Pina Bausch's unique form of German Tanztheater is known for raising questions. Amid water and soil, barstools and balloons, the late choreographer's work contains a distinct tinge of mystery and confrontation. Today, Tanztheater Wuppertal Pina Bausch's dancers use questions as fuel for creativity. The company's most recent project introduced a new group of performers to the stage: local high school ninth-graders from the Gesamtschule Barmen in Wuppertal, Germany, in an original work-in-progress performance called Veränderung (Change).
Over the course of four weeks, 59 students, ages 14 to 16, worked with adult mentors in six groups—movement, music, costume, lighting, film and management—to conceptualize, stage and execute a live performance at Riedel Communications' black-box theater in Wuppertal. The production included dance and theater, light shows, live music, film segments, and imaginative costumes, all produced by students who are guided by local professionals in each of their fields.
Tanztheater Wuppertal dancers Rainer Behr and Silvia Farias Heredia, mentors to the movement group, had their work cut out for them: Most students had never seen a dance performance before, let alone had contact with Bausch's work. But the goal was to access students' creativity, not turn them into dancers. Behr compares the process to a gardener carefully digging up the earth to uncover hidden blooms beneath the surface. "It wasn't easy," he says. "The students are discovering so much. Their minds are buzzing jungles that never turn off, and we had to find a way to fit into that noise…to get them to be in their own element, and give structure to the chaos."
Questions that Spark Creativity
The mentors worked their way in by posing questions and developing students' answers into staged scenarios for this month's performance. The first question: What do you do when you're bored at home alone? The answers: A girl sways in front of a full-length mirror in a sequined party skirt and high heels; two boys lounge on a couch tapping their toes and snapping their fingers; a girl in a white coat blows feathers into the air and watches them fall to the ground; one person sketches in a notebook while another paces back and forth. These snapshots accumulated until the whole stage was filled with activity.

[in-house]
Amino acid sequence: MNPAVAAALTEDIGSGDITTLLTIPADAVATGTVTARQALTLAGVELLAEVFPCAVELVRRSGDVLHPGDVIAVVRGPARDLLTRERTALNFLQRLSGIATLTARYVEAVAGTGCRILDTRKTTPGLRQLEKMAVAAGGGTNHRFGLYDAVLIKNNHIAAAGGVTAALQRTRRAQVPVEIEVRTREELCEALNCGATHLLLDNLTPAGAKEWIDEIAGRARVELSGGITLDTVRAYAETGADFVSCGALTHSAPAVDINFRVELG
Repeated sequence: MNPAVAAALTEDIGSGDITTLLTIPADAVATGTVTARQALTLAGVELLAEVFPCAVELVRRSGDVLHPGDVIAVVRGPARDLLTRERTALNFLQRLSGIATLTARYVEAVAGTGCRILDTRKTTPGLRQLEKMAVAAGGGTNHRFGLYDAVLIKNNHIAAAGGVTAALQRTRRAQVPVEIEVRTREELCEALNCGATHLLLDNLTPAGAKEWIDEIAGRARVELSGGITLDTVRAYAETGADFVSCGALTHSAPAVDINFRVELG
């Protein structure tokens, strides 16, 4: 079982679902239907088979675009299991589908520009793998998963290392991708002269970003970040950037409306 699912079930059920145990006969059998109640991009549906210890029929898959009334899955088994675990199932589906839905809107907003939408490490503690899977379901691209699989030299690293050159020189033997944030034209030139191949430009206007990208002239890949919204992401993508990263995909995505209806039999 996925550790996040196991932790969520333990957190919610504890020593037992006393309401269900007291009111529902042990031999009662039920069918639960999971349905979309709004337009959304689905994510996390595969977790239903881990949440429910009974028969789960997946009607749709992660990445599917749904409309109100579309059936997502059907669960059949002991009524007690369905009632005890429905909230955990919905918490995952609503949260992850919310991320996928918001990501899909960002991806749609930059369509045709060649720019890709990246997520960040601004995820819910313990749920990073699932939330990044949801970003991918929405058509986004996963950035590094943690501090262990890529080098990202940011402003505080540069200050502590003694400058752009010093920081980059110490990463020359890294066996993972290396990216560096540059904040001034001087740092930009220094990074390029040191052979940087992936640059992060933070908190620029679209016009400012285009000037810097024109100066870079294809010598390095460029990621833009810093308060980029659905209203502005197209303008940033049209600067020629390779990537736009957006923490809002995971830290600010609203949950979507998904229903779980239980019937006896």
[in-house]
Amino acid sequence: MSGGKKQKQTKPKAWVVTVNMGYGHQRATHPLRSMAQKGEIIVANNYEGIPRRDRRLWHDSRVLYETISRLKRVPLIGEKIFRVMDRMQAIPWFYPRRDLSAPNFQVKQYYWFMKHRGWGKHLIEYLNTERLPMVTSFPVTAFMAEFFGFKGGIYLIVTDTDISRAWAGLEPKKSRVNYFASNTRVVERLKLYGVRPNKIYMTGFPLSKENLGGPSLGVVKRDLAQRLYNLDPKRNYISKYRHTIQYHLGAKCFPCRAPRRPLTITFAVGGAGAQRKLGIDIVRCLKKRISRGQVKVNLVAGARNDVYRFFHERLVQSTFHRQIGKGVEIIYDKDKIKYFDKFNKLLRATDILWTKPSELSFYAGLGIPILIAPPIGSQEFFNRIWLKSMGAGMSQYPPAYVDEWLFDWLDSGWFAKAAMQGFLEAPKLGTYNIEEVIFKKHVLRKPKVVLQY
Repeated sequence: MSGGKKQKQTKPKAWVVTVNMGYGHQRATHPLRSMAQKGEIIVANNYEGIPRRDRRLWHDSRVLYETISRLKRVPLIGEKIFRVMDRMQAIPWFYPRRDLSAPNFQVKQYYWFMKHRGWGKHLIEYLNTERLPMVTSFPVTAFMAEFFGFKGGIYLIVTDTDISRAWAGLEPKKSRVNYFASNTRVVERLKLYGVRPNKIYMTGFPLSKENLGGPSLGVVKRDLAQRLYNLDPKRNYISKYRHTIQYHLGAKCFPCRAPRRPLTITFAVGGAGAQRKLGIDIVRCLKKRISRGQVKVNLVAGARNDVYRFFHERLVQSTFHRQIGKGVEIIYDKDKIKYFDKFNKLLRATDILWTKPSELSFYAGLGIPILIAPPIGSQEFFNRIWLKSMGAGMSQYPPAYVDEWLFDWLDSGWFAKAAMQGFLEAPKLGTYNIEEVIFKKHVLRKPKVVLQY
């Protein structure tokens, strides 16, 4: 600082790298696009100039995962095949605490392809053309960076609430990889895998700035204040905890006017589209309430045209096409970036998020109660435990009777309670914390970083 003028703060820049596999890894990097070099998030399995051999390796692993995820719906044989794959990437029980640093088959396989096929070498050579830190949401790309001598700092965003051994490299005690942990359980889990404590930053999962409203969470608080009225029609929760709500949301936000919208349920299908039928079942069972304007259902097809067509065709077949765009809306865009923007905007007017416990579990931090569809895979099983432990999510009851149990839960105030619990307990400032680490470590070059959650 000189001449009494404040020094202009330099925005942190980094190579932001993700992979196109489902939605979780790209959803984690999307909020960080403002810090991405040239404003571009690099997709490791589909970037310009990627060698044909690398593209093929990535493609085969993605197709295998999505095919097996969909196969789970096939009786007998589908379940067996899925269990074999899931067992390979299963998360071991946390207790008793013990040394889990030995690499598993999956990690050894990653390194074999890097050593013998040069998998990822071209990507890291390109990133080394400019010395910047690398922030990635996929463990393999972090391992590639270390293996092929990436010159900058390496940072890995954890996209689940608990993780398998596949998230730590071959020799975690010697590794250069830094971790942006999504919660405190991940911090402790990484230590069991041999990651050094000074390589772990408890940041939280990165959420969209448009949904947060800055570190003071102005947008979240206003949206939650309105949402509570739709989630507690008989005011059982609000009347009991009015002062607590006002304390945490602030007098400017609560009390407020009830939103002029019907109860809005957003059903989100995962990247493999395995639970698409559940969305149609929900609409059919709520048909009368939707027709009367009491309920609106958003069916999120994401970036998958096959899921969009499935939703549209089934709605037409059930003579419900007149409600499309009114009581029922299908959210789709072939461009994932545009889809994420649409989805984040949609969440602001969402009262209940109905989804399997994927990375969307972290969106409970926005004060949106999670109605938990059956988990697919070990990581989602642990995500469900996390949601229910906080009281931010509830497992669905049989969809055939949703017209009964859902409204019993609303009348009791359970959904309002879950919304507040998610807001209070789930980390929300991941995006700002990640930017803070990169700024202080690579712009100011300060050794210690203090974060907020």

The questions, and scenarios, continued: Students staged a runway show where they critiqued each other's walks. They crept behind screens, and crouched among tree branches, their movements masked in shadow. They waded through imaginary water, and even experienced five minutes of lonely stillness in front of their peers. And interspersed throughout, the students danced, performing individual phrases that evoked the capture and release of energy—pushing and sweeping, circling one arm around the other, and dropping hands to the floor as though passing sand through their fingertips.
Discovery at Any Age
Tanztheater Wuppertal has a history of community outreach. In 2000, Pina Bausch staged her work Kontakthof for a group of people over 60 years old, and again in 2008 for children under 14. Veränderung (Change) is part of the company's latest initiative, called "tanz, tanz …," supported by the Art Mentor Foundation Lucerne, which initiates collaborations with children of all ages. Ruth Amarante, company dancer and program leader, is passionate about this work. "We want to take people out of what they know and give them tools to create their own visions, no matter their ages," she says.
For the people of Wuppertal, discovery never ends. Vanessa Kraffczyk, a 15-year-old student, confirms how working with Tanztheater Wuppertal's dancers encouraged her to trust herself. "We were allowed to try anything we liked, and felt completely safe to experiment," she says. As a mentor, Behr is proud of what they achieved and is already eager for the next project. "In the studio with Pina," he says, "there was always space for us. That room—that level of loving honesty and trust to discover something new—is what our company wants to pass on."